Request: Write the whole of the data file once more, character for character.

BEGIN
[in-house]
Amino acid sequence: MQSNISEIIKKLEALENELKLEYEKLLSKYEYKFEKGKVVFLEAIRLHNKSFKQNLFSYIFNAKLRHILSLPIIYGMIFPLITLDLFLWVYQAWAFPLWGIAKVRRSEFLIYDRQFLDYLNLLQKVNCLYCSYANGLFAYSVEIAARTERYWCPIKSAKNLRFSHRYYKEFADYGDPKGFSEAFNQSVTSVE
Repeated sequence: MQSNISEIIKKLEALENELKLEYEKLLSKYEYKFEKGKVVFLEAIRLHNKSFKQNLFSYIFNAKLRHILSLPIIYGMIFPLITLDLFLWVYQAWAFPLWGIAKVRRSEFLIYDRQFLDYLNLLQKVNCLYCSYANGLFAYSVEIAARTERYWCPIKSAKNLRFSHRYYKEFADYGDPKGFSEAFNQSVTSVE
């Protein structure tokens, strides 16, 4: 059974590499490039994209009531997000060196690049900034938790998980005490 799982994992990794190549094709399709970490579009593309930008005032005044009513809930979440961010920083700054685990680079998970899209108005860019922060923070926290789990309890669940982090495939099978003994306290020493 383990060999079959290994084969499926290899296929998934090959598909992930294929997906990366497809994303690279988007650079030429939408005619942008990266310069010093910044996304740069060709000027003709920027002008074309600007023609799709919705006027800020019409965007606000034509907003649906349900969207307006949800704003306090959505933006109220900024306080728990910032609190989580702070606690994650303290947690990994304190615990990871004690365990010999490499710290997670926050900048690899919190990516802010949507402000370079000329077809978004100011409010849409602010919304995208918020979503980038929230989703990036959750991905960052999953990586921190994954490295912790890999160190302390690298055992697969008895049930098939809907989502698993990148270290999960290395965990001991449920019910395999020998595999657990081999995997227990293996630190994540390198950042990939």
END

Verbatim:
[in-house]
Amino acid sequence: MQSNISEIIKKLEALENELKLEYEKLLSKYEYKFEKGKVVFLEAIRLHNKSFKQNLFSYIFNAKLRHILSLPIIYGMIFPLITLDLFLWVYQAWAFPLWGIAKVRRSEFLIYDRQFLDYLNLLQKVNCLYCSYANGLFAYSVEIAARTERYWCPIKSAKNLRFSHRYYKEFADYGDPKGFSEAFNQSVTSVE
Repeated sequence: MQSNISEIIKKLEALENELKLEYEKLLSKYEYKFEKGKVVFLEAIRLHNKSFKQNLFSYIFNAKLRHILSLPIIYGMIFPLITLDLFLWVYQAWAFPLWGIAKVRRSEFLIYDRQFLDYLNLLQKVNCLYCSYANGLFAYSVEIAARTERYWCPIKSAKNLRFSHRYYKEFADYGDPKGFSEAFNQSVTSVE
């Protein structure tokens, strides 16, 4: 059974590499490039994209009531997000060196690049900034938790998980005490 799982994992990794190549094709399709970490579009593309930008005032005044009513809930979440961010920083700054685990680079998970899209108005860019922060923070926290789990309890669940982090495939099978003994306290020493 383990060999079959290994084969499926290899296929998934090959598909992930294929997906990366497809994303690279988007650079030429939408005619942008990266310069010093910044996304740069060709000027003709920027002008074309600007023609799709919705006027800020019409965007606000034509907003649906349900969207307006949800704003306090959505933006109220900024306080728990910032609190989580702070606690994650303290947690990994304190615990990871004690365990010999490499710290997670926050900048690899919190990516802010949507402000370079000329077809978004100011409010849409602010919304995208918020979503980038929230989703990036959750991905960052999953990586921190994954490295912790890999160190302390690298055992697969008895049930098939809907989502698993990148270290999960290395965990001991449920019910395999020998595999657990081999995997227990293996630190994540390198950042990939």